Law Lords Retreat!

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Cabin crew rejoice at the good news that the judiciary had dumped the strike ban
Cabin crew rejoice at the good news that the judiciary had dumped the strike ban

British Airways (BA) cabin crew outside the High Court cheered and danced yesterday morning after a panel of three senior judges overturned a ban on their industrial action.

Five days of strike action will begin on Monday after the Unite union successfully appealed against the injunction granted last Monday on the basis that Unite had not reported the results of its strike ballot correctly to members.

Lord Chief Justice, Lord Judge, the master of the rolls Lord Neuberger, and Lady Justice Smith yesterday ruled 2-1 in favour of overturning the injunction.

Strikes are now free to go ahead.

Unite cabin crew members outside the court sang ‘we are the champions’ after the verdict was announced.

But Unite joint general secretary Derek Simpson told waiting reporters: ‘This is not a moment for being triumphant. We shouldn’t have been in this process.

‘The case brought by BA was trivial and, in my opinion, irresponsible.’

He said that ‘I’m grateful to the Lord Chief Justice and Lady Justice Smith who found very clearly that the the injunction given against us was wrongly given, but the Master of the Rolls was more rigid.’

He added: ‘The courts have given a further opportunity to open negotiations.

‘In their view, matters should be settled by negotiations and not in the courts.’

He said there were ‘two impediments’ to settling the dispute ‘the vindictive penalty’ on crew who took strike action of ending their travel allowances for life.

‘Secondly, 50 or 60 people have been suspended, many of these over trivial offences, eight dismissed. Seven of our reps have been dismissed.’

He accused BA of ‘an intimidation of our colleagues’.

Simpson said if these issues are not resolved strike action could resume.

He stressed: ‘Cabin crew are not mad cap head bangers, they are decent people. But they voted overwhelmingly, twice, for, what is for them, uncharacteristic industrial action.

‘There has been a breakdown in the relationship between the workforce and management.’

However, he said: ‘We won’t go straight into industrial action. There will be no action this week.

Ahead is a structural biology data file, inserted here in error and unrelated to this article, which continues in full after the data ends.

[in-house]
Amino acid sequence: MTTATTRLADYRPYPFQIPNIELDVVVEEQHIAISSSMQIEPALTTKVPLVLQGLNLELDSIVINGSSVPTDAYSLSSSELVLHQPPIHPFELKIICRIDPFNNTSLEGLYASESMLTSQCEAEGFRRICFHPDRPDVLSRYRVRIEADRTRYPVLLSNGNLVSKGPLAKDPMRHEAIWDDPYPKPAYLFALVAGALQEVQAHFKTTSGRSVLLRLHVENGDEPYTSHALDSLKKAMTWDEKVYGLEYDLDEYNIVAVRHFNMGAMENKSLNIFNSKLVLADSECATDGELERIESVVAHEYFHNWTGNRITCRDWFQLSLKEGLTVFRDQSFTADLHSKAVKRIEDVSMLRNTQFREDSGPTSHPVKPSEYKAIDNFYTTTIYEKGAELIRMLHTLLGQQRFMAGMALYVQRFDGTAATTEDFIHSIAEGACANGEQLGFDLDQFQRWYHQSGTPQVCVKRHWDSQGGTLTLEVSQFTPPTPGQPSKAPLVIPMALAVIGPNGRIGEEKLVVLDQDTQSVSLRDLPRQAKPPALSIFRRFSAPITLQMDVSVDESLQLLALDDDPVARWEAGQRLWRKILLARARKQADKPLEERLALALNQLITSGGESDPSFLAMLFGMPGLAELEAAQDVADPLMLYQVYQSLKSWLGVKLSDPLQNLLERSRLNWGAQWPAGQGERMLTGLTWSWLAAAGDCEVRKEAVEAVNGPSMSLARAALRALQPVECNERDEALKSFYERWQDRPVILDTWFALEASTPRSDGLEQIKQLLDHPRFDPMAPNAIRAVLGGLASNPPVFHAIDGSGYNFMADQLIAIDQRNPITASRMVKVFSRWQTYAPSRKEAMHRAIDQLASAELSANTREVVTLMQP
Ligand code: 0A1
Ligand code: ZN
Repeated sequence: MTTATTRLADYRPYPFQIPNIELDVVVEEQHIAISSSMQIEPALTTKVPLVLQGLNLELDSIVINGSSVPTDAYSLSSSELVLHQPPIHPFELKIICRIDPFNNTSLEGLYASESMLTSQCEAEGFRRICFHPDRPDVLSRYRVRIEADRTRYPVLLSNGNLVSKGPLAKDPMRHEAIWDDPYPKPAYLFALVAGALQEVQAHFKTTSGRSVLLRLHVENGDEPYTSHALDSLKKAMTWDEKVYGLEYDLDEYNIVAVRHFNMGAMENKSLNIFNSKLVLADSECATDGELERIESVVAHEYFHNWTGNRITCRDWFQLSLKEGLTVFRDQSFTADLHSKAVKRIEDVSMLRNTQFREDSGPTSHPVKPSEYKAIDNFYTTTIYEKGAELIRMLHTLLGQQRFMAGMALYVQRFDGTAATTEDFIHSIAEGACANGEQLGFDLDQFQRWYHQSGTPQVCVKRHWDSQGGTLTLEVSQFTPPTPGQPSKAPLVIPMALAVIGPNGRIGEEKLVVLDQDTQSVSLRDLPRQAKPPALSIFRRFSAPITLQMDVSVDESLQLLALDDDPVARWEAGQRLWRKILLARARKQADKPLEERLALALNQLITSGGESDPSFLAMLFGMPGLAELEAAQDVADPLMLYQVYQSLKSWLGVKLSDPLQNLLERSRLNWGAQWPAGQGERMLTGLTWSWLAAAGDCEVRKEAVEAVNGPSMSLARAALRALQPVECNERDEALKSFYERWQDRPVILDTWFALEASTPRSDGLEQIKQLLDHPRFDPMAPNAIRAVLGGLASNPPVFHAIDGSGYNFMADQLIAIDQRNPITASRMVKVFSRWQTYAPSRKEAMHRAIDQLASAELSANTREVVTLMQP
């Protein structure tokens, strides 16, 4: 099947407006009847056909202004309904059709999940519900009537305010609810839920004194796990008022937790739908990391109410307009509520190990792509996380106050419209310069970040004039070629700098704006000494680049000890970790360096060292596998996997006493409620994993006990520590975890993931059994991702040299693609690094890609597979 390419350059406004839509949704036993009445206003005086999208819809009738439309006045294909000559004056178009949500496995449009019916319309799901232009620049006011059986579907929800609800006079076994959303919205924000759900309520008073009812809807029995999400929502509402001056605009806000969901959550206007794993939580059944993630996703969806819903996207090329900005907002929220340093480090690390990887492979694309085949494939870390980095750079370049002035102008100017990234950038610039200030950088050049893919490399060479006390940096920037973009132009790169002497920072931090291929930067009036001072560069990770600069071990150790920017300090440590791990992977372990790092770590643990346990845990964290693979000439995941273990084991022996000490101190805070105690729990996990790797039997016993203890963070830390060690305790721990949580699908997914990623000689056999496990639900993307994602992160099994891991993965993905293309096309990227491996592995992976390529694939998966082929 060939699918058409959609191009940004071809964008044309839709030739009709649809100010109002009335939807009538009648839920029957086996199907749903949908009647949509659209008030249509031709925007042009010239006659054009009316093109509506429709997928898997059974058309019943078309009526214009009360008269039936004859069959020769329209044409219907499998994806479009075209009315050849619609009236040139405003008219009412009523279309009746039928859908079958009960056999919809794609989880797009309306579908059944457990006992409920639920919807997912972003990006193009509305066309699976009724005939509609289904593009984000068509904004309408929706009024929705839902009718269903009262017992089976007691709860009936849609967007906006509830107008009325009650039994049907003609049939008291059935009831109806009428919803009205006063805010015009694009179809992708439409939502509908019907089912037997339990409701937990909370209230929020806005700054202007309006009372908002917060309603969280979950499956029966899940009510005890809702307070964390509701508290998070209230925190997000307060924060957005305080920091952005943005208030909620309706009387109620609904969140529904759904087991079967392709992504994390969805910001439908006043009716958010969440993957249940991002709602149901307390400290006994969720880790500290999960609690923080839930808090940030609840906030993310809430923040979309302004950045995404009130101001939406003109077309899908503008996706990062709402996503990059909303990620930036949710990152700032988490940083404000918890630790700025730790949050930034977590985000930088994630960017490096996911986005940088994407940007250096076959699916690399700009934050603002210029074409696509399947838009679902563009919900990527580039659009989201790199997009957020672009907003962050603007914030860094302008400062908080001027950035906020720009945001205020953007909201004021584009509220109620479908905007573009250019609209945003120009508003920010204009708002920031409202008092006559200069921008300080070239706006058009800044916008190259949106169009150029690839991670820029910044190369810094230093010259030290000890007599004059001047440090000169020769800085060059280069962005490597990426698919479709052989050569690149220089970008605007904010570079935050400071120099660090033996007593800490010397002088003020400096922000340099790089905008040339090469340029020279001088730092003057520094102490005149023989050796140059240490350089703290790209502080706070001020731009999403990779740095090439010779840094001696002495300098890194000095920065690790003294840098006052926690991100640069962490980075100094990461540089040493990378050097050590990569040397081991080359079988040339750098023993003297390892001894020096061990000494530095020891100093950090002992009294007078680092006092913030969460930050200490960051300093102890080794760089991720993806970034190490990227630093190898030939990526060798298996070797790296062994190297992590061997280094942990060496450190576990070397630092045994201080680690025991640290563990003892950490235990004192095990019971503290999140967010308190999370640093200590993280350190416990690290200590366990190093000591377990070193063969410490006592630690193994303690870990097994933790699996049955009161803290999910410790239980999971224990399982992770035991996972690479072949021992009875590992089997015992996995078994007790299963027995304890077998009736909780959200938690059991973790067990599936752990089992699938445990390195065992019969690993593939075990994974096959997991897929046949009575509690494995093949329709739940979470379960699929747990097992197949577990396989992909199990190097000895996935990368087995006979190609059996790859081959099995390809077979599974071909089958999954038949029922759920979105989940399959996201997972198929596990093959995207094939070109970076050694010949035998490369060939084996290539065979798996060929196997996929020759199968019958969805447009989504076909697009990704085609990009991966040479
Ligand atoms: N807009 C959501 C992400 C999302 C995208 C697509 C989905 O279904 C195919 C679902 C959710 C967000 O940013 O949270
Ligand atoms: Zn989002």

‘We’re calling on BA to go the extra mile and stop what it is doing that detracts from a settlement.

‘We will talk to BA at every opportunity including now and over the weekend.

‘We will not strike before Monday if there is no settlement.’

He added that ‘we would not like to strike at all’ preferring a negotiated settlement.

He pledged: ‘We will do whatever our members agree to.’

He further pledged: ‘We will not sell our members out, we will not do things that are not in the interest of our members.’

Tony Woodley, Unite joint general secretary, said in a statement: ‘We are delighted to have won today. Justice has been secured.

‘Had it not been, the right to strike would now be hanging by a thread.

‘BA must now accept that negotiation not litigation is the only way to secure the settlement we all want.

‘However, further strikes will be unavoidable if the company does not immediately work with us to address the outstanding issues.

‘This is a pause for peace. Willie Walsh must make the most of it.’

British Airways shares were trading down 0.4 per cent at 192 pence just before the court ruling, falling 1.4 per cent following the ruling.

Unite had argued that workers were perfectly aware of the results of the strike ballot and that nobody had complained about being ill-informed.

Lord Chief Justice Igor Judge said: ‘BA cabin members are highly computer literate. They use the Internet on a daily basis. The website is indeed the most effective way of communicating.’